How To Splice A Line

Many times, you will find that you need a "loop" in the end of a line for various purposes. The proper way to do this is by making an "eye" splice in the end of the line.

Splicing is the sailor's art of joining any two parts of line together permanently. The most important step in splicing is the start. If you start it wrong, the entire splice will look messy and unbalanced. If you get it right in the first step, the rest will follow quite easily.

To properly prepare a line for splicing, un-lay the end adequately (untwist the ends of the line from each other about 7 or 8 " up) and whip each strand with a temporary whipping of "small stuff" which is simply wrapping them with twine. This not a necessary step but when you are finished with the splice, the ends will need to be secured in some manner to prevent raveling so if you do this first, you will have no need to do anything else to the ends when you are finished with the eye. If you do not do this first, you will have to burn the ends with a rope cutting gun or take other measures to keep it from raveling.

Before beginning to splice, you will need several tools (unless your fingers are tough enough to intertwine the line back into itself without hurting your fingers.) If it is new nylon or cotton, I normally only use my fingers. If it is older line that has grown stiff or hemp, I normally use a tool to open the line for feeding the ends through.

The first tool you will need is a knife. The second is a marlin spike or fid. Normally, a marlin spike is used more to splice cable than line and a fid, which is made of wood, is used to splice line but…it is a matter of preference, I suppose. If I use anything at all, I use a fid. I have a set with 3 different sizes.

A marlin spike is made of steel and is about 1 inch in diameter at the butt, tapering to a point.

A fid is a wooden tool similar to a marlinspike but larger …1 ½ to 2 inches in diameter at the butt and tapered, usually over a foot in length but they make shorter ones, which I use. It is generally made of hardwood, such a hickory and it should be smooth or you will snare the strands that make up the line.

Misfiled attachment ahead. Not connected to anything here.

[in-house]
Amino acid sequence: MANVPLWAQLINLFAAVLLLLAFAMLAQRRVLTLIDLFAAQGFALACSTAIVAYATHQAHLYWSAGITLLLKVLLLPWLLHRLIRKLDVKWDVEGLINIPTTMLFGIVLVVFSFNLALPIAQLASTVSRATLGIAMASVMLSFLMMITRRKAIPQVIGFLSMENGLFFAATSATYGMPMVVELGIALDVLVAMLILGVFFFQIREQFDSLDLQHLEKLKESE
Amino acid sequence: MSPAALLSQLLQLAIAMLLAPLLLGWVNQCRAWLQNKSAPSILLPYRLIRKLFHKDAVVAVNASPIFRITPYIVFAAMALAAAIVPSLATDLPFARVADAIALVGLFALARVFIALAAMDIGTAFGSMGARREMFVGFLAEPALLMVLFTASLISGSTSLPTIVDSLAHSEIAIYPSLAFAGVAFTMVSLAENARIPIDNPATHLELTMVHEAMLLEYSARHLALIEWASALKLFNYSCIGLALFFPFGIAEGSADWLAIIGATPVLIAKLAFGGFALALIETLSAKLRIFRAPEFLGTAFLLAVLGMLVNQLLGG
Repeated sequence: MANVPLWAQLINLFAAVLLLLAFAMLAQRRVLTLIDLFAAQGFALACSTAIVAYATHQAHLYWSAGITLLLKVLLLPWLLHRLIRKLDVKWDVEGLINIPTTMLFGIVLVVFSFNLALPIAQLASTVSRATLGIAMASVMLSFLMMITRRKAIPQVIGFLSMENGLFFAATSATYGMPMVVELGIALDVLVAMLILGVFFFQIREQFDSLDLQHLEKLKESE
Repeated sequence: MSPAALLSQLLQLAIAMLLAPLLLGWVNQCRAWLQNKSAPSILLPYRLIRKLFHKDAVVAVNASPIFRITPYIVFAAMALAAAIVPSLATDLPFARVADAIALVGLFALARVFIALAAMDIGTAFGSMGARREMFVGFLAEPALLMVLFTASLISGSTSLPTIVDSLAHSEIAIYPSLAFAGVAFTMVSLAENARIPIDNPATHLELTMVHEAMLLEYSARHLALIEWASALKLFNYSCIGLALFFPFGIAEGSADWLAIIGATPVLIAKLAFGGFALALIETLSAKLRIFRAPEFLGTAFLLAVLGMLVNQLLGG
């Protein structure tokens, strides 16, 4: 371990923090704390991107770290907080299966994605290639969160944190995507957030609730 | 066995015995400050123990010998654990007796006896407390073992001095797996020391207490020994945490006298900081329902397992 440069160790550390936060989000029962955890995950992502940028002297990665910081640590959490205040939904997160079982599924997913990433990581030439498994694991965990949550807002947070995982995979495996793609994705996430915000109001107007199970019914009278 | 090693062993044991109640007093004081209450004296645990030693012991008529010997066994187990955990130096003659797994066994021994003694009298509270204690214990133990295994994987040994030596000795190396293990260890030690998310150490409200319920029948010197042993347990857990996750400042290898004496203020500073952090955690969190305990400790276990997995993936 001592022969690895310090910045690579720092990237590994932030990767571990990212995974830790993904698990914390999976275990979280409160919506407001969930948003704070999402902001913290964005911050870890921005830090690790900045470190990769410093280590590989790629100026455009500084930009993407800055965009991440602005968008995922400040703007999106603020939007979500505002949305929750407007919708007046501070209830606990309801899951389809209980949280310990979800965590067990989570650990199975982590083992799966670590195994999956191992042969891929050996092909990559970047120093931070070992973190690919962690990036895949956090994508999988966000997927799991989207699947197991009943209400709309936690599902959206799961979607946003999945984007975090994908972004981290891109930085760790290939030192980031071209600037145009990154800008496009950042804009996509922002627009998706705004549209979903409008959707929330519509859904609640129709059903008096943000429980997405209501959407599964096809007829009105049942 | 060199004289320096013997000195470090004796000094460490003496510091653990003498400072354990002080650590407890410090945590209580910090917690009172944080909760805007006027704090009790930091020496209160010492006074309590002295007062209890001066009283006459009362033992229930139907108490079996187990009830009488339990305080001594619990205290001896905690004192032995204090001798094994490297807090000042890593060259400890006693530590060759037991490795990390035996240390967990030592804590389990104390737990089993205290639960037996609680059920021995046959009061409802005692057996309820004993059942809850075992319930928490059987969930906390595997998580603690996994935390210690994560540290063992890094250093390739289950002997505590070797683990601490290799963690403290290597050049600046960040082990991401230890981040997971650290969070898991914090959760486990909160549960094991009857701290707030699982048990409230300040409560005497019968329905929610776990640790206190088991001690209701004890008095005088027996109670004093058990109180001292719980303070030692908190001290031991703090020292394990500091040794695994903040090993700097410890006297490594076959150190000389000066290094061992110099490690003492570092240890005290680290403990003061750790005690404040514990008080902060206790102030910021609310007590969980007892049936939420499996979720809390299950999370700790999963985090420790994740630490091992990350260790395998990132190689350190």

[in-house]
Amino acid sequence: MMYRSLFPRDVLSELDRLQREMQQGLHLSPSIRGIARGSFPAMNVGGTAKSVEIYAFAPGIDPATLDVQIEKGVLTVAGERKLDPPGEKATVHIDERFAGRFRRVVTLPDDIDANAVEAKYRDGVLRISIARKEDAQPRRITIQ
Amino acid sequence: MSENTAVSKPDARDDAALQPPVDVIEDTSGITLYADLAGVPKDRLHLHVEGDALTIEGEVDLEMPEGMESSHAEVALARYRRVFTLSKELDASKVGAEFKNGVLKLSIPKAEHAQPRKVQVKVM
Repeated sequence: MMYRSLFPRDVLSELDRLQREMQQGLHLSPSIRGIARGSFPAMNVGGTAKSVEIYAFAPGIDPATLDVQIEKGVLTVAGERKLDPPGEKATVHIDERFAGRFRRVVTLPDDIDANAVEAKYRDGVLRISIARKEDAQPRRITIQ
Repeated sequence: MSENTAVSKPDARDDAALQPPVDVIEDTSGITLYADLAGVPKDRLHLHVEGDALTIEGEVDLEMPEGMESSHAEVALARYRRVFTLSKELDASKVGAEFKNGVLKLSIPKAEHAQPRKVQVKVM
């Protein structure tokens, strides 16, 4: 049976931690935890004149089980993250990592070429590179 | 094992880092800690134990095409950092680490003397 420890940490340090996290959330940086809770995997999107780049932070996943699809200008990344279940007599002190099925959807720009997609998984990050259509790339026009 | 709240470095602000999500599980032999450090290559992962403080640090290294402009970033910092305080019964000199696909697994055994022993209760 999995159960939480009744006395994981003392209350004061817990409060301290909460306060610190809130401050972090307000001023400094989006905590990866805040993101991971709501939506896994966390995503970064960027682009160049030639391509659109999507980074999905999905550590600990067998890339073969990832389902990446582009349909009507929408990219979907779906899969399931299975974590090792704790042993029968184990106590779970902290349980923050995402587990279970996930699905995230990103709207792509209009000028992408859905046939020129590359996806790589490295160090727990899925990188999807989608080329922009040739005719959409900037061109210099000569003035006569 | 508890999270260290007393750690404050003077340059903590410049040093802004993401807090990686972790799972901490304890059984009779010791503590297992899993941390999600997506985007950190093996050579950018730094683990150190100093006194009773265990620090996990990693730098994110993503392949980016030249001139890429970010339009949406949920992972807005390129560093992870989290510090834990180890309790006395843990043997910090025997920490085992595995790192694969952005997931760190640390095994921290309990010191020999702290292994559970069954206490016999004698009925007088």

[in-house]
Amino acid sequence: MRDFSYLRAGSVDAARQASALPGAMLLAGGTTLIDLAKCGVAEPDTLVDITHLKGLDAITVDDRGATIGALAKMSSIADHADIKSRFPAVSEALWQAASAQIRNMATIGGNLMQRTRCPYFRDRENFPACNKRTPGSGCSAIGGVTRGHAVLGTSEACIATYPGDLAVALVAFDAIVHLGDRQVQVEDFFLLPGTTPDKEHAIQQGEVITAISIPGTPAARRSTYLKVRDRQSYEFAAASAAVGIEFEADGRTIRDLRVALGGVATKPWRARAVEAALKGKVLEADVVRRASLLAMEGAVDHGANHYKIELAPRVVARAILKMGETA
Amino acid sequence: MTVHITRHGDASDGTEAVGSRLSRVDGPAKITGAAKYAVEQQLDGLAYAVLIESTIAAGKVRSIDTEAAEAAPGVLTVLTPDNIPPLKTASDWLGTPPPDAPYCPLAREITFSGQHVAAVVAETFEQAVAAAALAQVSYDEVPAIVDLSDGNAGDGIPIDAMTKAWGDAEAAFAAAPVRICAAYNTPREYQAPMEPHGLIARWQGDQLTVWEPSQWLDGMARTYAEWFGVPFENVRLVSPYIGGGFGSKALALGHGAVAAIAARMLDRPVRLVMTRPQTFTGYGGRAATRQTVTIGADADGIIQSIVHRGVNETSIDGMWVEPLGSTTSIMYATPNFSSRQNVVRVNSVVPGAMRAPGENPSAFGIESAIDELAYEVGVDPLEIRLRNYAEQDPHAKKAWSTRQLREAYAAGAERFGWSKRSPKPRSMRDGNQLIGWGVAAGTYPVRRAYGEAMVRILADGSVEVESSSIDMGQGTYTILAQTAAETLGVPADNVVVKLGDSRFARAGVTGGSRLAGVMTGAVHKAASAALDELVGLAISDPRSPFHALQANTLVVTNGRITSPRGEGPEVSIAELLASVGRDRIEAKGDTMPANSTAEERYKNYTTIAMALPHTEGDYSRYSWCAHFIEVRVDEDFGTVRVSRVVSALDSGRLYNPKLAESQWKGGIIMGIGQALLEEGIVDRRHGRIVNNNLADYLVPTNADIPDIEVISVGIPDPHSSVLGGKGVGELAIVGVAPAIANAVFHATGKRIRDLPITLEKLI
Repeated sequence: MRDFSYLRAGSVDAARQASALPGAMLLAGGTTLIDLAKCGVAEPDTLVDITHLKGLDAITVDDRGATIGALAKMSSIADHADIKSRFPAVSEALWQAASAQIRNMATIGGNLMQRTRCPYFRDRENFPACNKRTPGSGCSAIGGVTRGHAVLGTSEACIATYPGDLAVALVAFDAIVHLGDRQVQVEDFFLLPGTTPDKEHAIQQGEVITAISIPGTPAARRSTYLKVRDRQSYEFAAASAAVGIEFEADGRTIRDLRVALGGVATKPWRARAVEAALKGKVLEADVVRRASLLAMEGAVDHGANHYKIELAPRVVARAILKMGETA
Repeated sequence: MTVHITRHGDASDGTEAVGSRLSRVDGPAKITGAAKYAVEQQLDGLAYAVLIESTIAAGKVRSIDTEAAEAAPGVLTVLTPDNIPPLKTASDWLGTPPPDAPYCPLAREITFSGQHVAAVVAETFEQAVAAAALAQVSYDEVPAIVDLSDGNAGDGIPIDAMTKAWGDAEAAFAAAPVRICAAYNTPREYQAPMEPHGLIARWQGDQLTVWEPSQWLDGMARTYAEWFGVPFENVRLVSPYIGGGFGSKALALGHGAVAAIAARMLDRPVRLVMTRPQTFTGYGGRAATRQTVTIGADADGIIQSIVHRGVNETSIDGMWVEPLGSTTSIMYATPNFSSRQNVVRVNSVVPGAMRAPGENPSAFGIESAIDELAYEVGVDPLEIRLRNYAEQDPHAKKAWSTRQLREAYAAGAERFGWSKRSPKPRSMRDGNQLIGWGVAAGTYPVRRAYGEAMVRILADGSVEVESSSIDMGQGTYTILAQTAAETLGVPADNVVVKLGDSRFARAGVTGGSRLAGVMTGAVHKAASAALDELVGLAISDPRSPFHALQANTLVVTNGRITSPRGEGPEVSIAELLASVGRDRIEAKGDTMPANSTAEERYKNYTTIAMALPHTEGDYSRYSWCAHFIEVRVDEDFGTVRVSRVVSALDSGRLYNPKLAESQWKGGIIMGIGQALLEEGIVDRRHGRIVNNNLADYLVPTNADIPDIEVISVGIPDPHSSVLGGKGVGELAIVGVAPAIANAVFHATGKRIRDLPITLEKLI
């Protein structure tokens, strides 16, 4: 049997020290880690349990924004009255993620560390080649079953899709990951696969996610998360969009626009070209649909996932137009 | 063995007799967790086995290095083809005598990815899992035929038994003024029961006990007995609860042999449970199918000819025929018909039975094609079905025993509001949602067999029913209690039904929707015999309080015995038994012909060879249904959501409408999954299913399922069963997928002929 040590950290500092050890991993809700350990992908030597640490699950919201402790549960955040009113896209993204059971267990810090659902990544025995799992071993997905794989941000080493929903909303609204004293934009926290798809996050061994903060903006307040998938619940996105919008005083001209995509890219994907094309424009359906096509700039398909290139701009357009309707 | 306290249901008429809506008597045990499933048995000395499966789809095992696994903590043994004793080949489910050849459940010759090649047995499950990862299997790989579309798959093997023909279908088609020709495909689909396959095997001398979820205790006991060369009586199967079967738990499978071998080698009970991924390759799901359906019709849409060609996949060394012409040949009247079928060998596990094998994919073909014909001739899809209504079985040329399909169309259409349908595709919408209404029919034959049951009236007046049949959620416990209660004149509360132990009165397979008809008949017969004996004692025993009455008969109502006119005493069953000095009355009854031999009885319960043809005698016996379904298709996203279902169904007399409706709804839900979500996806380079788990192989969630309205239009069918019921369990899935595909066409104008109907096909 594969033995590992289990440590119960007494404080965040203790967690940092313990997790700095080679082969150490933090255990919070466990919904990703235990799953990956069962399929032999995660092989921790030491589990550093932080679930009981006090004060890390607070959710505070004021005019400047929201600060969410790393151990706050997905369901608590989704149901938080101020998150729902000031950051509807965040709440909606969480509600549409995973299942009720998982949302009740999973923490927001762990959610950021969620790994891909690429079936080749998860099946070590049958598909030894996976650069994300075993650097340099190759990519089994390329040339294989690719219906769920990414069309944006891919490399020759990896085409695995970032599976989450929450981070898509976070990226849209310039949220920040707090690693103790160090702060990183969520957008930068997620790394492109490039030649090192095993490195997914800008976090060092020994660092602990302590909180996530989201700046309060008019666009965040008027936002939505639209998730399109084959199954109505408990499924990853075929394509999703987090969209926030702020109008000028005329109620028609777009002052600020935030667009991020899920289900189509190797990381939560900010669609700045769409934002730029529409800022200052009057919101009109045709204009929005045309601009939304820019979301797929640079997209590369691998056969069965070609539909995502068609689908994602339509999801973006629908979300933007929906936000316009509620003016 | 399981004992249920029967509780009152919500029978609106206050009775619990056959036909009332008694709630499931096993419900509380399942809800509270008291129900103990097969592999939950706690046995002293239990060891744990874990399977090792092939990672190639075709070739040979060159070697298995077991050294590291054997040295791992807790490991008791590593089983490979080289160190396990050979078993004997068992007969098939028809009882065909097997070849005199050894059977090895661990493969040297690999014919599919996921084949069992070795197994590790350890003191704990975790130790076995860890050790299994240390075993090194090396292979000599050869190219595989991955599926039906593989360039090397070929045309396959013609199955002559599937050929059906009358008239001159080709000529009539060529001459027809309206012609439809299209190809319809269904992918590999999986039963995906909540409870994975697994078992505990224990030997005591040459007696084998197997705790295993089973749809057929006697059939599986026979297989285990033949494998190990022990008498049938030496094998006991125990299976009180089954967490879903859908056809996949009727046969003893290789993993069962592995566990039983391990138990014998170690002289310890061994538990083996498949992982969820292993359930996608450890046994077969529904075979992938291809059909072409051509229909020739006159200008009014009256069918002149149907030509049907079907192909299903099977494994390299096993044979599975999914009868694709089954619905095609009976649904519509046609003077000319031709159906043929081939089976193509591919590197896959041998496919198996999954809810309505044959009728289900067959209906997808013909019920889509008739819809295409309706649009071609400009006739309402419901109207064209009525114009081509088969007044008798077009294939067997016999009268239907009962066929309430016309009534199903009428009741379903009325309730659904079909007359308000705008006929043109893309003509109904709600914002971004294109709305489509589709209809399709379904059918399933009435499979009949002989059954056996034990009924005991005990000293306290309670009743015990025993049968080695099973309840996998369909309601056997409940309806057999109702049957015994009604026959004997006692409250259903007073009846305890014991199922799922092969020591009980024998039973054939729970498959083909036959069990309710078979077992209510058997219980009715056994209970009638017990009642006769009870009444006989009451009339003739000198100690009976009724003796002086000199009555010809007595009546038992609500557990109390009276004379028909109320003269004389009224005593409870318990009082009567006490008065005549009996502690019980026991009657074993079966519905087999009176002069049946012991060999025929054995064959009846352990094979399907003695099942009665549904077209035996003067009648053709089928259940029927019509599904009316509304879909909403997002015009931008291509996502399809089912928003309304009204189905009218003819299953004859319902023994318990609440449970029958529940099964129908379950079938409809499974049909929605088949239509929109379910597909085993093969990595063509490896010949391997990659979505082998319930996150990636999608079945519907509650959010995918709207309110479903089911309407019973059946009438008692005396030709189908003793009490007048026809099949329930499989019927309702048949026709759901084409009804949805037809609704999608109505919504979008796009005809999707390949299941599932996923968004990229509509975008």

Either tool is used for opening the lay of line at the point where a strand is to be introduced

Four tucks will hold any splice, providing they are full strands; i.e., not tapered off. Tapering off is made after the fourth tuck and is done by reducing each of the strands by one-third; tucking, reducing by another third; and, finally, tucking and burning off close unless you have had the foresight to wrap the ends with small stuff before beginning. You can also, instead of using the tapering method or the wrapping method, use a rope cutting gun to simply burn the ends of the line that were too short to splice to seal the strands.


The eye splice is the strongest type of line loop and may be formed around a thimble, such as when attaching to an anchor. A thimble is not necessary if you just want a loop or eye in the end of the line for other purposes. This will be covered in another section at a later date.

After you have "unlayed" a section of the line, use the fid or marlinspike to lift one strand of the standing part. (The "standing part" is the line itself that hasn't been unlayed.) Tuck one of the unlaid strands under it following the lay or pattern of the layed section or the standing part. Now draw the section you have just tucked taut to make it neat.

This strand will be called Number The other two strands are to lie on each side of this middle strand, again, following the "lay" of the standing part so it will all come together nicely. Actually, you are simply going to re-lay the line in reverse order. In other words, back in upon itself.

Keep the eye towards you and the strands and standing part of the line away from you.
Now, take the left strand, tuck it from right to left under the next strand of the line and haul firmly taut. (See figure 2.)

The last strand is to be tucked to the right. Give it an extra turn and tuck from right to left.

Make certain the three strands are properly taut (all equally so) and each under it's proper strand of line. Also, make sure the eye you have formed to this point is the required size and the eye itself is not distorted in any way.

Now, repeat the tucks in the same order until the end strands are too short to work. You can "fair" the splice to some extent by rolling it under your shoe or pounding it gently with a wooden or rubber mallet. This will aid the appearance of the splice and cause it to lay more evenly. When you finish, your eye splice should look like figure 3
with all of the parts woven evenly together.

If you did not wind the ends with small stuff before beginning, remember to use a rope cutting gun to burn the flat ends that were too short to tuck. Not much, just enough to seal the strands that make up each "section" of the line.

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